Table partitioning to improve stats

June 30, 2008

partitioning, statistics

In a earlier post about legacy databases I mentioned that dirty data are more likely to enter the database on an earlier stage. One day while I was looking at the selectivity for a few columns I found the values a bit strange. After some digging I noticed that for most of the time the data was OK, even though a proper foreign key constraint was missing for the columns. But at some time many years ago somebody had inserted something completely different , which had clearly affected the selectivity (the columns are indexed).

Table partitioning is better to assist in the management of the data more than for tuning purposes, and I imagined that this would be another example. By range partitioning on transaction time dirty data would be kept on a partition separate from more recent history and thus improve the column stats. Though I haven’t set up a test case (for the lack of a real problem) I believe that a correct selectivity will help the CBO and avoid these border problems where the CBO is tricked to throw off a wrong plan based on wrong statistics. That would be another example where the CBO is blamed for something that is not its fault.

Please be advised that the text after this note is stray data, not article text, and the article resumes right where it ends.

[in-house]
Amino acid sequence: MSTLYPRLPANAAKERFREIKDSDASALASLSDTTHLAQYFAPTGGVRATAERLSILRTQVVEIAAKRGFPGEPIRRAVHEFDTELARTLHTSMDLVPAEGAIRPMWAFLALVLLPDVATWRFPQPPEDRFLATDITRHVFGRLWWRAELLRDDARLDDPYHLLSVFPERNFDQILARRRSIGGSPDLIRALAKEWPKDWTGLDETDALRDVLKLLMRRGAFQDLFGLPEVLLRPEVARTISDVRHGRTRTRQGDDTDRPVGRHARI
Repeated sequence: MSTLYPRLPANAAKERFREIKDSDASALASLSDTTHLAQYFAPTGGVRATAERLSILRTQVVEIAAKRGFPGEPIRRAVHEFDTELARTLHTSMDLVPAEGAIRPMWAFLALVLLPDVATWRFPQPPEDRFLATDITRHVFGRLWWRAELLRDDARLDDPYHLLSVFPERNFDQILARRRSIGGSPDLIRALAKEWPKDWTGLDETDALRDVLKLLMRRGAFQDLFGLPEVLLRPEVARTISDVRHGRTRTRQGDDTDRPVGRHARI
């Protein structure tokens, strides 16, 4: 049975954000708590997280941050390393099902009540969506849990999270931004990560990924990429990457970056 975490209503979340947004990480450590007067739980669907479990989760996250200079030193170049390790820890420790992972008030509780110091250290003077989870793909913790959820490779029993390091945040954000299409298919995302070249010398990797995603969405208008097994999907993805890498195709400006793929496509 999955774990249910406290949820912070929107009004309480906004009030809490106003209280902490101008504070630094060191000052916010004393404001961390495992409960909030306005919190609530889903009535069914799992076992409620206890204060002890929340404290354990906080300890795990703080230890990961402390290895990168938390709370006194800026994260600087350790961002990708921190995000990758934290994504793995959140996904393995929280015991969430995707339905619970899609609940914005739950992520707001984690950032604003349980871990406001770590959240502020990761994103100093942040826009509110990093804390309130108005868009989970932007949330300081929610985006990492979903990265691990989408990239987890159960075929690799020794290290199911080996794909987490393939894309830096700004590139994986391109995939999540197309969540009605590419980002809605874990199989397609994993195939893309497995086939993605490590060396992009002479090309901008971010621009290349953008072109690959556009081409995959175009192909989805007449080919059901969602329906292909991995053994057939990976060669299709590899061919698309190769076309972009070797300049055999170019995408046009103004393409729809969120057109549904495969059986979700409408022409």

This is why I don’t like hints, it feels like cheating and being lazy. The CBO may have bugs, but I think you have to be as good as the author of this book to prove it; usually there is an underlying problem, like the one I encountered.

Anyway, I did a quick test, by copying the table in question into a partioned version and ran dbms_stats.gather_table_stats on it. In fact the selectivity did not change much between partitions, probably not enough to make an impact on CBO choice of plan. But I had used other parameters on the new table (most importantly I think, estimate_percent=>100), the columns in the two tables had very different values for selectivity. Which reiterated to me previous knowledge; checking the stats and the way they are collected is important, and sometimes a simple solution will do.